Pastures:  A must in keeping cows healthy and happy is access to pasture.  Keith gives his cows access to pastures whenever his fields can handle them.  This includes, of course, all summer long and many days in wintertime, when weather conditions in Western Washington allow it.  Even in wet Western Washington there are quite a few days the cows can go out and graze.  A good quality feed is also a must.  Dairy cows need to have the best feed and nothing but the best.  Her body condition declines if she does not get the best.  A clean environment is also important to a dairy cow, as well as a nice clean place to lie down and chew her cud.  Last but not least is a knowledgeable caretaker/farmer.  This person always pays attention and sees every little change in each and every cow, and knows what to do when things are not 100%.  In our case we are lucky enough to have Keith Fagernes.

Pastures need to be in good condition, with the right kind of plants growing in them.  The health of the soil is the base for everything, not just for the dairy cow but also for us, since we consume what she produces.  The soil must be full of microbial life which makes micronutrients available to the grasses and therefore the cow, and there has to be the right balance of many nutrients and micronutrients.  This is not an exact science, but a lot of science and a lot of art mixed together.  Each year the soils get tested and Keith has to use his creative side to decide what to apply and when.  Even the manure that gets generated on the farm cannot just be applied anywhere.  Too much of one thing can throw the whole system out of balance.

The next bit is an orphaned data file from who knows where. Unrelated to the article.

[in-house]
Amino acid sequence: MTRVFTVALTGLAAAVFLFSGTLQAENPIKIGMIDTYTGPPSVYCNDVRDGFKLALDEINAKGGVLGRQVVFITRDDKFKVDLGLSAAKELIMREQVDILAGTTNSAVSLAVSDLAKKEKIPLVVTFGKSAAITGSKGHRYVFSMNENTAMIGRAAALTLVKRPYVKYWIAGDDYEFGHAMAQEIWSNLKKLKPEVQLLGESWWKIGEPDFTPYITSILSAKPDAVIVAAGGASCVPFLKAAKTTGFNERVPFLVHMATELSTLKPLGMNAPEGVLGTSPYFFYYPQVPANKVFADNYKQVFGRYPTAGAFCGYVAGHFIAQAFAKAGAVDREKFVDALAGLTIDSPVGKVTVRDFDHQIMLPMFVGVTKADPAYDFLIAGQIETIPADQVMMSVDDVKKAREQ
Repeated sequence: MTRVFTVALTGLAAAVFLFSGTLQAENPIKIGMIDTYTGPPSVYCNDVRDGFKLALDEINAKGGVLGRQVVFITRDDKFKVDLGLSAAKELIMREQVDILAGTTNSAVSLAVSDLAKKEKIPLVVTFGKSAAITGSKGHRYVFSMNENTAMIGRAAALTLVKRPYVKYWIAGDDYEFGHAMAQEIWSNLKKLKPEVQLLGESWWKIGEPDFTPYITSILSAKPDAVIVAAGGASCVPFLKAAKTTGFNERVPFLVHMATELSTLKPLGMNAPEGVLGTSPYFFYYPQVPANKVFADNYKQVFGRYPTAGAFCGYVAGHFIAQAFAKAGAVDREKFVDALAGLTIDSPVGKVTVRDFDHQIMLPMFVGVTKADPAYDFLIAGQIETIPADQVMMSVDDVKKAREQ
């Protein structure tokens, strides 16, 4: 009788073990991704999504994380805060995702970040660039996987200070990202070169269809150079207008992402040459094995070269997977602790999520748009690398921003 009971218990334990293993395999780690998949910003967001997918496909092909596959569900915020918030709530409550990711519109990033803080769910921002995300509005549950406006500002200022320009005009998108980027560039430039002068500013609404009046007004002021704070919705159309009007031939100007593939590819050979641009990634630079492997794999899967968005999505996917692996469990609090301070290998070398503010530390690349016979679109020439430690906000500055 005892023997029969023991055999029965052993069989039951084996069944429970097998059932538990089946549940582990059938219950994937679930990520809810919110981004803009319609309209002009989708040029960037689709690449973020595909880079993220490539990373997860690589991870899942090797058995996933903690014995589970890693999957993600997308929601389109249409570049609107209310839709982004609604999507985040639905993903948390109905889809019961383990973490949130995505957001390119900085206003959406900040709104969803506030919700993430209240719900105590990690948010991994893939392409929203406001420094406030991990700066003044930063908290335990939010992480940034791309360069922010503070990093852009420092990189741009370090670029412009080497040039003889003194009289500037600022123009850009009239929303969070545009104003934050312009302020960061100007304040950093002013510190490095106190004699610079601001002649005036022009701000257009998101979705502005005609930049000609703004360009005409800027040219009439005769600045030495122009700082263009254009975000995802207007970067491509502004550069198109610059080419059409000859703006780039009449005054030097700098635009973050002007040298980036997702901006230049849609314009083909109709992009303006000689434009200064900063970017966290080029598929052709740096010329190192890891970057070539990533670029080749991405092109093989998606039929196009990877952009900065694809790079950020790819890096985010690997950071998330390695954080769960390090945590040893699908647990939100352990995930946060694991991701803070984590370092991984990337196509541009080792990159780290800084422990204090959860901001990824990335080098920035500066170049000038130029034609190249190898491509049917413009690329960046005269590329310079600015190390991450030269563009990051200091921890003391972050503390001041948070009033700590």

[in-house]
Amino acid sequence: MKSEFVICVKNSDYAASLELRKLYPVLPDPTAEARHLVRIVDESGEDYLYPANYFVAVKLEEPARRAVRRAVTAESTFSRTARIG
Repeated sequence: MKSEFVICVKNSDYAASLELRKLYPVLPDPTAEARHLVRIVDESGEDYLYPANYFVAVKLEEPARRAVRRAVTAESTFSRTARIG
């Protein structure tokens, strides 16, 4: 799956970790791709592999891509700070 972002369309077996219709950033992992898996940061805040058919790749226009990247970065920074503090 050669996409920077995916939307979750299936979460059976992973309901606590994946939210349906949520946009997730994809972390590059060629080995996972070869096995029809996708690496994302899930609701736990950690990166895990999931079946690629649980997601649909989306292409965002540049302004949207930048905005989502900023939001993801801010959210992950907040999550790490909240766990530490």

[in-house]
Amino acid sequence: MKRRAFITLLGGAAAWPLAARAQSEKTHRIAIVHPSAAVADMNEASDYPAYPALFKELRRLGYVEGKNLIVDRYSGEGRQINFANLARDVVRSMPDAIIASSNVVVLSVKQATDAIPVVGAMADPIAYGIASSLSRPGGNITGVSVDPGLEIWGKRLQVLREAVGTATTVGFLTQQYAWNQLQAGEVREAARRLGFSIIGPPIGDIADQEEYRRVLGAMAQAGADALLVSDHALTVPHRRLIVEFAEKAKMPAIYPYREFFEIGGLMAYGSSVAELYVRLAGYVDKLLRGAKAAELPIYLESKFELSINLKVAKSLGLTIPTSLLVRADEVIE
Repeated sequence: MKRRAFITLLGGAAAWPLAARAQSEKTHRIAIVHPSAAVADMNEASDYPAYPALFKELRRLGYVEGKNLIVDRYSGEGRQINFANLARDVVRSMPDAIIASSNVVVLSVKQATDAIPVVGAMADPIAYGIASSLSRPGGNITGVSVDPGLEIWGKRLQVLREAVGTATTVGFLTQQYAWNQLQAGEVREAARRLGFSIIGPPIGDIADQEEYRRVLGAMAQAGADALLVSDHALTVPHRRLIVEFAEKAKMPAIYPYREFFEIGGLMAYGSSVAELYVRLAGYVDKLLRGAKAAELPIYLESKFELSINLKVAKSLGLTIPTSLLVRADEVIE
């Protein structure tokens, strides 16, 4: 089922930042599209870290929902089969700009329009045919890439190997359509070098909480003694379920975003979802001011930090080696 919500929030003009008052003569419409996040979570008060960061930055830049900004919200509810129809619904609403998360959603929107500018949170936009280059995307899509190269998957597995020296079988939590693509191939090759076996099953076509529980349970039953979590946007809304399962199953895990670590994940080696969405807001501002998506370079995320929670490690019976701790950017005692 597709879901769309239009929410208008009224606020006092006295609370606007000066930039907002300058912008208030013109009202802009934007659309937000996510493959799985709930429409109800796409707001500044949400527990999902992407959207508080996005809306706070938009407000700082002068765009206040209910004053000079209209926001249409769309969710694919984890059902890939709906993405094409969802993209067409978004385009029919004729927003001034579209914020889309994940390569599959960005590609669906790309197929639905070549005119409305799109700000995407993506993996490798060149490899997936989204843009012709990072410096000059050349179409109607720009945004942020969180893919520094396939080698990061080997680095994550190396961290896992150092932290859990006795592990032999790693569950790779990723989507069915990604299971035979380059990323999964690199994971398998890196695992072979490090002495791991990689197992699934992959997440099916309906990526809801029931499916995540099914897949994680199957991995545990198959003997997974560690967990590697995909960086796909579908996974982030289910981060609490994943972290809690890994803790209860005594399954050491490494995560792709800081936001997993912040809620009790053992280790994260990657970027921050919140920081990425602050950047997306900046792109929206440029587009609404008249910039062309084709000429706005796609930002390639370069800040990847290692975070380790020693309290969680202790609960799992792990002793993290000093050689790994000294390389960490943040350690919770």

Clean Milking Parlor:  The milking parlor is cleaned after each milking.  Not just the milking equipment but also the floor and walls are cleaned, because some cows feel the need to leave more behind than just their milk.  The milkers, who stand in the pit (a lower level then the cows), are at a perfect level to receive these presents as they splatter on the floor.  So the need to wash and rewash is an endless cycle.  Each cow's feet are washed as she comes in to be milked, and of course the udders are washed and sanitized, before and after they are milk.  Clean cows, a clean milking parlor, and clean milking equipment are very important in preventing bacteria from entering the milk after it leaves the cow.  

Awards:  For many years Keith has been recognized by his peers as a very good farmer with very high standards.  Keith used to joke that all these awards looked like good firewood in the middle of winter.  They certainly did not help him much when it came to the bottom line.  But we feel very proud to be able to put pictures of these awards here on our website.  We feel it gives validity to our claim that the milk from Keith's cows is of very high quality.

This award is given out annually by the Northwest Dairy Association.  It is for Superior Milk Quality and for achieving 100% on NDA's quality standards and for maintaining an average monthly SCC (Somatic Cell Count) of less the 150,000.

This award is also from the Northwest Dairy Association.  It is given out annually.  It is for maintaining with pride the Quality Standards of the Northwest Dairy Association. Keith is the only dairy with 15 consecutive years.  There only 7 dairy farms that have ten or more consecutive years of maintaining the Quality Standards.

In 2008.  Keith was recognized by the Thurston Conservation District for good land stewardship.  This award is given out to one farm per year.

From 2004 to 2008 Washington Department of Agriculture had a voluntary Johne's Disease testing which Keith participated in.  He reached a level 4, Johne's Disease Test Negative status, which means, in the four years they tested he had no cows with Johne's disease.

When Keith was a member of the Dairy Herd Improvement Association, he received an acknowledgment for a low SCC of 38,000.  This is an award that is given out to members that have less the 400 cows.  At the time Keith had 71 milking animals.